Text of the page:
Simulators are used at the beginning of a development chain. They are trying to figure out how people handle the system. In order to assess the findings correctly, psychologists also work in the team.
Simulators as time machines
Vehicle development is not linear, but parallel in many areas. There is no manufacturer who renounces simulations. This early development saves time and thus money in the overall development.
“Simulators are like a time machine. We can pretend that tested systems already exist, jumping a step towards the future-even though the entire vehicle does not yet exist, ” explains Henne“ This is the big difference to flight simulators-an existing system that simulates a reality to train pilots.
In autonomous vehicles, for example, it is being investigated how people react to overtaking or braking manoeuvres. Does the car brake too hard, is the distance to the front man too large or too small? Is the driver afraid and steers against? Subjects experience the journey as it proceeds in later real traffic.
At Mercedes, simulators have been moving since 1985
Mercedes has been using mobile simulators since 1985, testing and evaluating new technologies before they find their way into the car. The manufacturer works with four different simulators that can be used to simulate assistance systems and driving behavior.
For more than ten years, Mercedes has been using a simulator weighing more than 23 tons, which whizzes with 1700 hp over a twelve-meter-long rail. This makes it one of the most powerful simulators in the world. Cost: over 25 million euros.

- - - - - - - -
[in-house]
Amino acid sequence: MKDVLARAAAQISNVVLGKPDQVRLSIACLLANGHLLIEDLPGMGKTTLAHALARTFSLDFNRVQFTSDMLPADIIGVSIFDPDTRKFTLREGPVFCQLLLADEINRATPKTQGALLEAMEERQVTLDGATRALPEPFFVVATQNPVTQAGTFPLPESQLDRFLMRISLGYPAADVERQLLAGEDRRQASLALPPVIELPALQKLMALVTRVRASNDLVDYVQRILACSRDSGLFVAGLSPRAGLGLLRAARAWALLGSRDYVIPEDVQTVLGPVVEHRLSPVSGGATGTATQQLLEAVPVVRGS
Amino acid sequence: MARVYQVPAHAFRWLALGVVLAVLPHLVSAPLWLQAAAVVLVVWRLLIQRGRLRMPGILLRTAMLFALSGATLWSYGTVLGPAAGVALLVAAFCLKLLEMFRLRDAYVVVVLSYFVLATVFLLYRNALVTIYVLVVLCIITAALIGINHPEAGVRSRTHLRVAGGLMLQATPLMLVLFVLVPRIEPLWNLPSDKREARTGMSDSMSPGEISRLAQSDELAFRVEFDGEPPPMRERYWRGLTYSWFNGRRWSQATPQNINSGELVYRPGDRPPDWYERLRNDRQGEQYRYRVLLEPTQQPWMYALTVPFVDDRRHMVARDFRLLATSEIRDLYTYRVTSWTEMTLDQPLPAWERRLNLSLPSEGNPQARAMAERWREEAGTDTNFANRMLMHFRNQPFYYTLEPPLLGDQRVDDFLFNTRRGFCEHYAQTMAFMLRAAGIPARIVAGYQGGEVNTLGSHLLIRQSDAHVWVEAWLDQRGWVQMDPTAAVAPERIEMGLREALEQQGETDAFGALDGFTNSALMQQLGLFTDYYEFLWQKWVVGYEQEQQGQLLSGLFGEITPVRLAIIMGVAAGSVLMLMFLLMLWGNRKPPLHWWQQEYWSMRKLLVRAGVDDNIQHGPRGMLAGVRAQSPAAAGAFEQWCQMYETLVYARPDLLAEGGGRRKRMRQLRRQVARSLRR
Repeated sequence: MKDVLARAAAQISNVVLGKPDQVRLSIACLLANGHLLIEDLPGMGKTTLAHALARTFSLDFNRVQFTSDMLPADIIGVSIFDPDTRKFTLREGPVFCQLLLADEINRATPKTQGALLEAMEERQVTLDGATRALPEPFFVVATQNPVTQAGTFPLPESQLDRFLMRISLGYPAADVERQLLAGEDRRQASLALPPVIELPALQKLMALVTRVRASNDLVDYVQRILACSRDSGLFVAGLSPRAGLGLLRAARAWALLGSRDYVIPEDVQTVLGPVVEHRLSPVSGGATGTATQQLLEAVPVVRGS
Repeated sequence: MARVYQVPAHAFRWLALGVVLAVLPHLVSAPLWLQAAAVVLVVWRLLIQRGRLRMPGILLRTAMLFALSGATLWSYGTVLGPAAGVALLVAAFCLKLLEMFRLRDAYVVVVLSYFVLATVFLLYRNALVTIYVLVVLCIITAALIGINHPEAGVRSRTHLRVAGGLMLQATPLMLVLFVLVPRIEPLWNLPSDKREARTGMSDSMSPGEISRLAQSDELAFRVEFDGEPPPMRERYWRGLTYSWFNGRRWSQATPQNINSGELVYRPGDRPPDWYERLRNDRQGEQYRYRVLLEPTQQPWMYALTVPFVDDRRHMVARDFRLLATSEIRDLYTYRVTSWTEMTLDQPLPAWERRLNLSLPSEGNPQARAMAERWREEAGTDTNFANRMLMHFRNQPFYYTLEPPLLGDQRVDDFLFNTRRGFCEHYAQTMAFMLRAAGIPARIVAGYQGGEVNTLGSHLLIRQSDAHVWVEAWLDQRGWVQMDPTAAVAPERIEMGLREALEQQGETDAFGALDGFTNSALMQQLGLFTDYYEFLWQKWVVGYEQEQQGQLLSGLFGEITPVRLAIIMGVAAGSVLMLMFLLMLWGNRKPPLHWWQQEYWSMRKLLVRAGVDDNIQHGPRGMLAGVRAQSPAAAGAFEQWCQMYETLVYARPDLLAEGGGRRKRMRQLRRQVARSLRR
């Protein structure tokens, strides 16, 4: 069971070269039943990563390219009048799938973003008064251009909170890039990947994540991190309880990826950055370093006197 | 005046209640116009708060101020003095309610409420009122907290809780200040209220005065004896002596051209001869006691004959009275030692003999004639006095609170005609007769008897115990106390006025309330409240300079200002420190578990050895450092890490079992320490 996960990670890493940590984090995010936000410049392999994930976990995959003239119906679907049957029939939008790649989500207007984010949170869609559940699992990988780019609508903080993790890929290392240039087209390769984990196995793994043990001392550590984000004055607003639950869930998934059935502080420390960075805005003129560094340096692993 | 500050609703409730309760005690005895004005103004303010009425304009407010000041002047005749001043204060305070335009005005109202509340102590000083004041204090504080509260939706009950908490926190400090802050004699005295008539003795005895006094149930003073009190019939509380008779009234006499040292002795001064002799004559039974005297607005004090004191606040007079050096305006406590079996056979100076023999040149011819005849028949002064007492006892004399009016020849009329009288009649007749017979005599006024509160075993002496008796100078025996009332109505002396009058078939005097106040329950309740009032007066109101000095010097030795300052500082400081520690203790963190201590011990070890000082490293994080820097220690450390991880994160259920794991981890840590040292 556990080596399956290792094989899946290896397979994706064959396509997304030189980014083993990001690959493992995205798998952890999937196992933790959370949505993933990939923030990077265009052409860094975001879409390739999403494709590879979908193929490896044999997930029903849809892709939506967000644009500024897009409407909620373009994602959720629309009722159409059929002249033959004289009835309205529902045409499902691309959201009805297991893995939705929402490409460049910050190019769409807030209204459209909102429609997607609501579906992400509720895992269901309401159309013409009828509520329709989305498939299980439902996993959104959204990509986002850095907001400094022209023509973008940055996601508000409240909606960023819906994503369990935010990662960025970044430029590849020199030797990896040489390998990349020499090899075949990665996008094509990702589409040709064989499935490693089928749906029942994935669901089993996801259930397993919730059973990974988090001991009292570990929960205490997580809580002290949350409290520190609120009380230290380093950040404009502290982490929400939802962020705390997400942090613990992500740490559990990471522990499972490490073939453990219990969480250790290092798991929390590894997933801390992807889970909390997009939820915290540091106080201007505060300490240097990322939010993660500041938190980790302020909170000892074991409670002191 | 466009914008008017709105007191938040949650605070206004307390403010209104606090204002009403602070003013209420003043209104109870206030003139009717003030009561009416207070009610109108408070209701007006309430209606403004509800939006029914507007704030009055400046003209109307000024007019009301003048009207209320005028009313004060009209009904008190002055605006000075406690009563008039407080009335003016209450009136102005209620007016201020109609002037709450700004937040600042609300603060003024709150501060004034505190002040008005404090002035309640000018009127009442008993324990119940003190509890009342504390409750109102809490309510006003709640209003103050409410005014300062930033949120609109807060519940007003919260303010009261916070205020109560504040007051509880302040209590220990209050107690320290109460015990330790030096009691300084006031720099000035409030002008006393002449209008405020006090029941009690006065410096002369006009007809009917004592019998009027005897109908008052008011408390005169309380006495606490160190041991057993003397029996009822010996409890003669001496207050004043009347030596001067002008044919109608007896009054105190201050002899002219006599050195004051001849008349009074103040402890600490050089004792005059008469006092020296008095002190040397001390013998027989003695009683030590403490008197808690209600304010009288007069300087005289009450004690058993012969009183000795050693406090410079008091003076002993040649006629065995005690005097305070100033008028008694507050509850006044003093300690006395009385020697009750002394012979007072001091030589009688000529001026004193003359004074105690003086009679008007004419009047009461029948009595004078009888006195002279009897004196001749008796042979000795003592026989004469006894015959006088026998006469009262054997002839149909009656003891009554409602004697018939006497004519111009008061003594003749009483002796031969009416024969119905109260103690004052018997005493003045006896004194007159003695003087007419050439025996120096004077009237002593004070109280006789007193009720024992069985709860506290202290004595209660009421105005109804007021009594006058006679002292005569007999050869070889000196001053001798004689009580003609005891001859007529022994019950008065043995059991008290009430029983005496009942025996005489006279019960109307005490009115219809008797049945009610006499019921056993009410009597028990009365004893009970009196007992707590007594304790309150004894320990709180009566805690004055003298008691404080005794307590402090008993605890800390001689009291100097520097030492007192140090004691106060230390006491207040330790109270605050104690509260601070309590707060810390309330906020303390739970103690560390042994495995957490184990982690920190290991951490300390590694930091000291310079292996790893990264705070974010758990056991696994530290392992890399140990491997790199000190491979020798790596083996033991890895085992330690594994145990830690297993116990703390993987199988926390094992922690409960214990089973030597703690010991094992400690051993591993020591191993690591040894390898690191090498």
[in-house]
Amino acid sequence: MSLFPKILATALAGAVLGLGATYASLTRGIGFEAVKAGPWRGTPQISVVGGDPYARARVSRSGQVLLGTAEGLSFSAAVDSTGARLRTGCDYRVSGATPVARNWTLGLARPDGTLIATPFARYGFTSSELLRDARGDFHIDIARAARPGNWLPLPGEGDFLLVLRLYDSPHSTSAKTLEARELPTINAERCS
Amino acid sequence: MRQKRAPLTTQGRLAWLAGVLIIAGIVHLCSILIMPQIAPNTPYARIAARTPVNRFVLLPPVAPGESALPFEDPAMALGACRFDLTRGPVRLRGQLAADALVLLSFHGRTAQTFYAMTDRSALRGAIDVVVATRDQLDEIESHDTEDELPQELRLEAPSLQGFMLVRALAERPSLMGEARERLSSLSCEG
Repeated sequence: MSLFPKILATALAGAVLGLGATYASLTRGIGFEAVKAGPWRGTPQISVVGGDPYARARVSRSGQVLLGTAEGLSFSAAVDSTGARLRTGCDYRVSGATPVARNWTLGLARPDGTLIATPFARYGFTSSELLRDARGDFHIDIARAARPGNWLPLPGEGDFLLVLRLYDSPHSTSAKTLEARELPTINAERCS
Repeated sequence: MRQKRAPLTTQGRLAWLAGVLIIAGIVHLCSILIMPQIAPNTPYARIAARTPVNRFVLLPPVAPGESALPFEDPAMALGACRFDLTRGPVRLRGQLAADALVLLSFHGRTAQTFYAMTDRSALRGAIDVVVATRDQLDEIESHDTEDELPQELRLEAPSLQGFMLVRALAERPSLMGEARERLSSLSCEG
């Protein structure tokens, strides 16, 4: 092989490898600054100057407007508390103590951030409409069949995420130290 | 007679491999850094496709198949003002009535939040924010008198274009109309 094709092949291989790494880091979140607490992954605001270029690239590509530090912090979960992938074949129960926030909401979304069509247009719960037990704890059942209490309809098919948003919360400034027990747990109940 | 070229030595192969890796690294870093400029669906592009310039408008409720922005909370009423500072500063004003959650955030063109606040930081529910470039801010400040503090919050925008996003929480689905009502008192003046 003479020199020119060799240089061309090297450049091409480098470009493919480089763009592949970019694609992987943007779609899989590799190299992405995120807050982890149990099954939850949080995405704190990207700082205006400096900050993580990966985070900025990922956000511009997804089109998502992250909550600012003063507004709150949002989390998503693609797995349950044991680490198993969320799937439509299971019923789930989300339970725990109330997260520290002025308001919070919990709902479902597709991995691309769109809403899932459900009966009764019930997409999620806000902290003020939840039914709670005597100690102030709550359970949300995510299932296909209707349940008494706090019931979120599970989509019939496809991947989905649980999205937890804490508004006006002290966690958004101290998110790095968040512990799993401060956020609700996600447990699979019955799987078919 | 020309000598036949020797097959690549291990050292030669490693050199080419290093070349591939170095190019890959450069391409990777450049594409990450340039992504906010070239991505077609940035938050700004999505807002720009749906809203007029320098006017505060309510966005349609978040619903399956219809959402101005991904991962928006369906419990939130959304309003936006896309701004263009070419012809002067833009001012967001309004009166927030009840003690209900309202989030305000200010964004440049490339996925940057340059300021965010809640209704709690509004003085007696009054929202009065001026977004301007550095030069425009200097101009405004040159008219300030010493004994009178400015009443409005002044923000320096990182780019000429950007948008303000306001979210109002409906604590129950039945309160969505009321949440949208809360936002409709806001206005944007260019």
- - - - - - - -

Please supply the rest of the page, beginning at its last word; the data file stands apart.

“We test new assistance systems with test persons, among other things, to see how customers react to the systems later on,” explains Jasmin von Göler, Head of Driving Simulations at Mercedes-Benz. Various safety and comfort systems are examined.
The simulator virtually maps a complete vehicle, including tires, engine, transmission and steering. Theoretically, a driver can sit in an A-class, but drive like in an S-class.
Reality or simulation?
According to von Göler, a lot of time and passion is invested in the further development of the simulators so that test persons can experience ever more realistic driving. “You should get the feeling of driving a car on the road, even though you are sitting in a simulator. For this, we need to further optimize all components, but also noise, acceleration, braking and the image.“
Only in driving dynamic tests are only experienced developers behind the wheel, who should evaluate the respective components in their early stages. Von Göler sees the advantage of simulators in the fact that the tests are always safe, controllable, objective and reproducible. Traffic situations, weather conditions, road conditions can be programmed, the experiments can be compared with each other.
Today, highly complex vehicle development is no longer possible without simulators. Changes such as tire change, gear gradation or suspension adjustment are done in a few seconds on the computer. This saves time and money during development. And most importantly, it is safe. Even in a provoked collision.